What to automate? Which parts of the delivery process are good candidates? Which applications will benefit from automation? At first, those sound like silly questions. Automate all your repetitive processes. If you think that you'll do the same thing manually more than once, automate it. Why would you waste your creative potential and knowledge by doing things that are much better done by scripts? Yet, an average company does not adhere to that logic. Why is that? ...
DevOps adoption is growing, according to the RightScale 2016 State of the Cloud Survey: DevOps Trends.
Highlights of the report include:
DevOps is growing, especially in the enterprise
DevOps adoption increased from 66 percent in 2015 to 74 percent in 2016. DevOps adoption is strongest in the enterprise (81 percent of enterprises adopting DevOps compared to 70 percent in SMBs). Enterprises are adopting DevOps from the bottom up: Adoption of DevOps by projects or teams (29 percent) and business units or divisions (31 percent) is more common than company-wide adoption (21 percent).
DevOps users use multiple tools
Less than half (43 percent) of companies are using a configuration tool. Use of multiple configuration tools is more common (25 percent) than a single configuration tool (18 percent) and 67 percent of companies using Chef or Puppet also use the other tool. Configuration tools are also often used with Docker; 80 percent of Docker users also leverage at least one configuration tool.
Container adoption is maturing, especially in enterprises
Overall, 26 percent of respondents have workloads already running in containers (8 percent in development, 18 percent in production). 36 percent of respondents are experimenting with containers, while 25 percent are learning about containers. Enterprises are using containers more than SMBs. 29 percent of enterprises have workloads running in containers versus 24 percent of SMBs, and 41 percent of enterprises are experimenting as compared to 33 percent of SMBs.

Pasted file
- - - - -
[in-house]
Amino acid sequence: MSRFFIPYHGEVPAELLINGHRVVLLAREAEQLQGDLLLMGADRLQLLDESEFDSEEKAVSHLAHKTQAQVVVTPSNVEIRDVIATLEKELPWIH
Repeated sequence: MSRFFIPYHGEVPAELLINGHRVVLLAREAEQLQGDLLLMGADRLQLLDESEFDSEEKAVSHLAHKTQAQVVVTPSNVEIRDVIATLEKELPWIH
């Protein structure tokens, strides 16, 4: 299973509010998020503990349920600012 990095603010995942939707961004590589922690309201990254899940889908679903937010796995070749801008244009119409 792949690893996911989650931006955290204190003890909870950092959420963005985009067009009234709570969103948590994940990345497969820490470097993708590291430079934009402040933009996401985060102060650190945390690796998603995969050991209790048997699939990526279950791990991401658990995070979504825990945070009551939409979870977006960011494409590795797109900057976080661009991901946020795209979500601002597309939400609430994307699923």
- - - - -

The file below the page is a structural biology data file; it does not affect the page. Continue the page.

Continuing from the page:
Docker seeing greatest adoption in Europe, with tech companies, and with enterprises
Evaluating Docker adoption across different geographies, industries, and roles, RightScale found that current use of Docker is heaviest among tech organizations (32 percent), enterprises (29 percent), and developers (28 percent). Use of Docker in Europe (34 percent) is also well above average.
Significant interest in containers on bare metal
Containers are currently being deployed primarily on virtual machines (29 percent) versus bare metal (12 percent). There is significant interest in deploying containers on bare metal with 24 percent of respondents having plans to do so in the future. Most containers are built using traditional Linux distributions such as Ubuntu (43 percent), CentOS (39 percent), and Red Hat (37 percent). CoreOS (12 percent) is the most widely adopted of the minimalist operating systems, which are designed specifically for containers.
Biggest challenge with containers is lack of experience for newbies
For respondents who are not currently using containers, lack of experience was by far the top challenge (39 percent). The top challenges cited by respondents who are already using containers were security (29 percent) and immature technology (29 percent).
Container focus in 2016 is education and experience
The top container initiative in 2016 will be getting more educated (62 percent), followed by conducting more experiments with containers in dev/test (44 percent) and production (28 percent), as well as expanding container use in dev/test (28 percent).
Survey Methodology: RightScale conducted its annual State of the Cloud Survey and RightScale State of the Cloud Report: DevOps Trends in January 2016. The survey questioned technical professionals across a broad cross-section of organizations about their adoption of cloud computing. The 1,060 respondents range from technical executives to managers and practitioners and represent organizations of varying sizes across many industries. Their answers provide a comprehensive perspective on the state of the cloud today. The margin of error is 3.07 percent.